My latest for The Huffington Post asks whether or not Carmelo Anthony is worth the money the Nuggets are currently offering. Readers of this forum – as the following few posts illustrate – have seen the argument that Melo is overrated before.
The latest “Melo is overrated” argument begins with a column written by Tom Haberstroh at ESPN.com. The column requires insider access, so everyone may not get to read what I think is a great offering from Haberstroh.
What’s so great about this story? As I note at Huffington Post, Haberstroh argues that Melo is overrated because his scoring efficiency is not exceptional — and beyond taking shots — Melo doesn’t do much more than an average small forward with respect to any other aspect of the game.
What’s interesting about this argument is that it is essentially the Wins Produced story. Wins Produced is a single number that estimates a player’s impact on wins. Although having a single number is useful, people tend to focus too much on the number and less on the story the number is telling. And that is why the Haberstroh story is so good. Wins Produced argues that players should be evaluated in terms of shooting efficiency and the non-scoring factors that impact outcomes. Furthermore, players should be evaluated relative to the average performance at the player’s position. Haberstroh makes all these points in the discussion of Melo.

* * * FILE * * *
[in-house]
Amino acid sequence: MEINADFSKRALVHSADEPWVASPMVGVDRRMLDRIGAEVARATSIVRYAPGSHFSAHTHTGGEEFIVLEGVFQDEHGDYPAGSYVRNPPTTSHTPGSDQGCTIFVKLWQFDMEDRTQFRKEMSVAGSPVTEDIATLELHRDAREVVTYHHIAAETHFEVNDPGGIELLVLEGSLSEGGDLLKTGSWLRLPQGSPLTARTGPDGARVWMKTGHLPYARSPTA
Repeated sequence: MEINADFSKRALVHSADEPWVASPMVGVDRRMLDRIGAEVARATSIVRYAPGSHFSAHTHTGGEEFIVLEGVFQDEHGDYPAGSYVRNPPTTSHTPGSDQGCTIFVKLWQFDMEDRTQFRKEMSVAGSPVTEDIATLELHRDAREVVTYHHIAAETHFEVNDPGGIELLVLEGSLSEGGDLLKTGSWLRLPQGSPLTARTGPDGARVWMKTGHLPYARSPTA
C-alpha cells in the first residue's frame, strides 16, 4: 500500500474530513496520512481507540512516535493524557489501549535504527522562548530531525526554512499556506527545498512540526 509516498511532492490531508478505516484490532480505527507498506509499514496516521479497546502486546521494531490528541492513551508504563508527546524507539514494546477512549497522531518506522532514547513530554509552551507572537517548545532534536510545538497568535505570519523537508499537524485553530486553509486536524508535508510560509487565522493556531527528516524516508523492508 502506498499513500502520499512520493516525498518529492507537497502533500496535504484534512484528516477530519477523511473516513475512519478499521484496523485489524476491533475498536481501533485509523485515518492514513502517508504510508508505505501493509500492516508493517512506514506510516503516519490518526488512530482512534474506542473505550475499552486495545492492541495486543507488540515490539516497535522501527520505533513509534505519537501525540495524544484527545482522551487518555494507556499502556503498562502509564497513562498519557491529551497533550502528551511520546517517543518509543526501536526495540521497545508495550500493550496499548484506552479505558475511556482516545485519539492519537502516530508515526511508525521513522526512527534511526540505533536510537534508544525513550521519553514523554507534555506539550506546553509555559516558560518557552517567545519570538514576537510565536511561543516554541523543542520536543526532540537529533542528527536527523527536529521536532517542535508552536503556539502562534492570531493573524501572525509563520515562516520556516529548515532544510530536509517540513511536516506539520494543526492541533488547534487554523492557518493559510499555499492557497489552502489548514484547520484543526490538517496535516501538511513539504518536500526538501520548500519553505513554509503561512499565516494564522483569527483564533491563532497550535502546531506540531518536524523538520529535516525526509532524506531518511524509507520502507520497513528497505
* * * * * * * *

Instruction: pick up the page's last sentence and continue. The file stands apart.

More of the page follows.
So hopefully this will help more and more people understand why focusing on just scoring – or scoring based metrics like PER – leads to incorrect conclusions. Again – as Haberstroh demonstrates — you don’t need Wins Produced to see this point (although I still think it is useful to have one number to summarize a player’s value).
P.S. The Wins Produced numbers offered for Anthony, LeBron James, and Kevin Durant at The Huffington Post are just for what these players did at small forward. James and Anthony probably played some power forward, so the Wins Produced numbers you see at Huffington Post are higher than what has been reported previously.